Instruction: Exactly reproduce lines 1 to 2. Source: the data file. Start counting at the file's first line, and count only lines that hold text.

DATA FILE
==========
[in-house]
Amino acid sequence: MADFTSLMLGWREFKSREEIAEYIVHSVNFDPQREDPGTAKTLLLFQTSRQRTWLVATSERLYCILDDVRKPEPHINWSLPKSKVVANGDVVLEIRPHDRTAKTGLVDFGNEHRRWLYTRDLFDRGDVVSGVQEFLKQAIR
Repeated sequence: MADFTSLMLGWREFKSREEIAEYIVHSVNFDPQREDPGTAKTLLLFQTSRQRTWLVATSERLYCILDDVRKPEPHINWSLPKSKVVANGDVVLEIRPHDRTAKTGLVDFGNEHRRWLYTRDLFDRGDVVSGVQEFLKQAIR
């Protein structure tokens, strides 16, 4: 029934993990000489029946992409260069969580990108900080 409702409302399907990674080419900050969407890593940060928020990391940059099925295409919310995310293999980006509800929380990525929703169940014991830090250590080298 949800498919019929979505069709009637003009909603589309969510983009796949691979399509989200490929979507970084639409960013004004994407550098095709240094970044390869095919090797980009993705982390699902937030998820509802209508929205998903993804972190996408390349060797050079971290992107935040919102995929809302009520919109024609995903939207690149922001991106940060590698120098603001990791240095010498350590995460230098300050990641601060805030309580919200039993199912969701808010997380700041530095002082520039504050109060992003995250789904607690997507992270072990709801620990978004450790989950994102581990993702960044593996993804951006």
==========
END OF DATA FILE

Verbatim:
[in-house]
Amino acid sequence: MADFTSLMLGWREFKSREEIAEYIVHSVNFDPQREDPGTAKTLLLFQTSRQRTWLVATSERLYCILDDVRKPEPHINWSLPKSKVVANGDVVLEIRPHDRTAKTGLVDFGNEHRRWLYTRDLFDRGDVVSGVQEFLKQAIR